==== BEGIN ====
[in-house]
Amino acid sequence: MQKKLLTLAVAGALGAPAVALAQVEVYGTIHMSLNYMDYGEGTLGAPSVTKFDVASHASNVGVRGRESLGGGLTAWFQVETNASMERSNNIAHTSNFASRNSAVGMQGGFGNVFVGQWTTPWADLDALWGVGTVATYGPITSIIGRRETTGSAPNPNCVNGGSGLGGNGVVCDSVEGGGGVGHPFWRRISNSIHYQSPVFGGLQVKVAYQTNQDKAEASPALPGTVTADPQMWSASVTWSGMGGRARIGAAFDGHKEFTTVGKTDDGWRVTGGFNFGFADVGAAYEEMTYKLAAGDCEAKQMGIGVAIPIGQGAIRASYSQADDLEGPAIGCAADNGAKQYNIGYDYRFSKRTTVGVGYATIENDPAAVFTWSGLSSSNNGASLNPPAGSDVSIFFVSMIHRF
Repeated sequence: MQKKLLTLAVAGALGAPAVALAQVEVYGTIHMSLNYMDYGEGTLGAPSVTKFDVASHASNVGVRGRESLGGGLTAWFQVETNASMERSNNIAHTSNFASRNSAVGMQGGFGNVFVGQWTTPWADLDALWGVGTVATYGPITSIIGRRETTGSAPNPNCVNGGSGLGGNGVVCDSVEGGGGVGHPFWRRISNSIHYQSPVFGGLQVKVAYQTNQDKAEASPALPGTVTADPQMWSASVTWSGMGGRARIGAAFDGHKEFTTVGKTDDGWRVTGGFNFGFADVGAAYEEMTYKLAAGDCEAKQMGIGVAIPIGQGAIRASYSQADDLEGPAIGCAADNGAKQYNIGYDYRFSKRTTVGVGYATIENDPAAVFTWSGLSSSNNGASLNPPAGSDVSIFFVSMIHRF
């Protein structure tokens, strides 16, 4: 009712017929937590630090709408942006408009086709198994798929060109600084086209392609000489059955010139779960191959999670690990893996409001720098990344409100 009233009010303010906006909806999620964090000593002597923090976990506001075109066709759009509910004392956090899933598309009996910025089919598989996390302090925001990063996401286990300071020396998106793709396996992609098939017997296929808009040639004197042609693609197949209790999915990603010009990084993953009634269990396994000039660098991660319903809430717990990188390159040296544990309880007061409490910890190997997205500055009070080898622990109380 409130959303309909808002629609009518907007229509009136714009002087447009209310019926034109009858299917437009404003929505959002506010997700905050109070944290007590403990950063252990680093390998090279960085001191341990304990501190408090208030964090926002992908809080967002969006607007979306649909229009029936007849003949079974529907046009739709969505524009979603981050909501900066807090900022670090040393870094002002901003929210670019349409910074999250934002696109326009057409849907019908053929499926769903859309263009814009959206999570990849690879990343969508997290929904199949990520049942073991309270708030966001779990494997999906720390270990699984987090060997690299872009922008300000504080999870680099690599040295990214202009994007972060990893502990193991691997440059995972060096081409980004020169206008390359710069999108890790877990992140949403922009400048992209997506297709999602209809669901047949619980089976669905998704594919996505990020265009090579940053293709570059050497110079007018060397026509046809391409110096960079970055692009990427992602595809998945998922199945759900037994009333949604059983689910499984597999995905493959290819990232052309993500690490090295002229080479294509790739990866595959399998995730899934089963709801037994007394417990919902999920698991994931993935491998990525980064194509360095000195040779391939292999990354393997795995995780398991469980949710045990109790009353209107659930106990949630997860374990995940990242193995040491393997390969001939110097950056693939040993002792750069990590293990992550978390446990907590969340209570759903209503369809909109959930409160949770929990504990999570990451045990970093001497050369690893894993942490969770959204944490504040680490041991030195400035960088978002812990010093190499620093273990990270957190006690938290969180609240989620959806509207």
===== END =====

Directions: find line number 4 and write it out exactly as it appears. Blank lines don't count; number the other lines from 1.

């Protein structure tokens, strides 16, 4: 009712017929937590630090709408942006408009086709198994798929060109600084086209392609000489059955010139779960191959999670690990893996409001720098990344409100 009233009010303010906006909806999620964090000593002597923090976990506001075109066709759009509910004392956090899933598309009996910025089919598989996390302090925001990063996401286990300071020396998106793709396996992609098939017997296929808009040639004197042609693609197949209790999915990603010009990084993953009634269990396994000039660098991660319903809430717990990188390159040296544990309880007061409490910890190997997205500055009070080898622990109380 409130959303309909808002629609009518907007229509009136714009002087447009209310019926034109009858299917437009404003929505959002506010997700905050109070944290007590403990950063252990680093390998090279960085001191341990304990501190408090208030964090926002992908809080967002969006607007979306649909229009029936007849003949079974529907046009739709969505524009979603981050909501900066807090900022670090040393870094002002901003929210670019349409910074999250934002696109326009057409849907019908053929499926769903859309263009814009959206999570990849690879990343969508997290929904199949990520049942073991309270708030966001779990494997999906720390270990699984987090060997690299872009922008300000504080999870680099690599040295990214202009994007972060990893502990193991691997440059995972060096081409980004020169206008390359710069999108890790877990992140949403922009400048992209997506297709999602209809669901047949619980089976669905998704594919996505990020265009090579940053293709570059050497110079007018060397026509046809391409110096960079970055692009990427992602595809998945998922199945759900037994009333949604059983689910499984597999995905493959290819990232052309993500690490090295002229080479294509790739990866595959399998995730899934089963709801037994007394417990919902999920698991994931993935491998990525980064194509360095000195040779391939292999990354393997795995995780398991469980949710045990109790009353209107659930106990949630997860374990995940990242193995040491393997390969001939110097950056693939040993002792750069990590293990992550978390446990907590969340209570759903209503369809909109959930409160949770929990504990999570990451045990970093001497050369690893894993942490969770959204944490504040680490041991030195400035960088978002812990010093190499620093273990990270957190006690938290969180609240989620959806509207």